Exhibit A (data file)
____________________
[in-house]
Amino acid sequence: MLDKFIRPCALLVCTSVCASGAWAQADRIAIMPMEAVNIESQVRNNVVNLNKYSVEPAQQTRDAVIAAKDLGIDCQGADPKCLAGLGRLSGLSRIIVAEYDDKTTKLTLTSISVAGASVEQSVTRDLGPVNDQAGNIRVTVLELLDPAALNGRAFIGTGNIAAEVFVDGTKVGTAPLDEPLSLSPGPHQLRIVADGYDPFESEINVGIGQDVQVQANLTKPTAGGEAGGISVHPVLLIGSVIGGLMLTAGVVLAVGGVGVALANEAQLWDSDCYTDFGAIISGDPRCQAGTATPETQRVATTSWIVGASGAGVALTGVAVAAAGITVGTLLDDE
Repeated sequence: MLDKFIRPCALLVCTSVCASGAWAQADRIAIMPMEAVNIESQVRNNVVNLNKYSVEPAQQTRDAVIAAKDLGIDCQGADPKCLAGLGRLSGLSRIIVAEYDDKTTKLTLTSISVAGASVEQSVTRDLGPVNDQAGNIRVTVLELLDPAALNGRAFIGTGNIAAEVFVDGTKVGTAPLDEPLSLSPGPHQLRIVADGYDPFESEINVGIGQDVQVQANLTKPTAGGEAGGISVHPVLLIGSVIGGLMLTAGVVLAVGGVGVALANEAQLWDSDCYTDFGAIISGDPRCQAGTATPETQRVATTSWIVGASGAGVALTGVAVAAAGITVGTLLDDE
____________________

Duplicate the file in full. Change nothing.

[in-house]
Amino acid sequence: MLDKFIRPCALLVCTSVCASGAWAQADRIAIMPMEAVNIESQVRNNVVNLNKYSVEPAQQTRDAVIAAKDLGIDCQGADPKCLAGLGRLSGLSRIIVAEYDDKTTKLTLTSISVAGASVEQSVTRDLGPVNDQAGNIRVTVLELLDPAALNGRAFIGTGNIAAEVFVDGTKVGTAPLDEPLSLSPGPHQLRIVADGYDPFESEINVGIGQDVQVQANLTKPTAGGEAGGISVHPVLLIGSVIGGLMLTAGVVLAVGGVGVALANEAQLWDSDCYTDFGAIISGDPRCQAGTATPETQRVATTSWIVGASGAGVALTGVAVAAAGITVGTLLDDE
Repeated sequence: MLDKFIRPCALLVCTSVCASGAWAQADRIAIMPMEAVNIESQVRNNVVNLNKYSVEPAQQTRDAVIAAKDLGIDCQGADPKCLAGLGRLSGLSRIIVAEYDDKTTKLTLTSISVAGASVEQSVTRDLGPVNDQAGNIRVTVLELLDPAALNGRAFIGTGNIAAEVFVDGTKVGTAPLDEPLSLSPGPHQLRIVADGYDPFESEINVGIGQDVQVQANLTKPTAGGEAGGISVHPVLLIGSVIGGLMLTAGVVLAVGGVGVALANEAQLWDSDCYTDFGAIISGDPRCQAGTATPETQRVATTSWIVGASGAGVALTGVAVAAAGITVGTLLDDE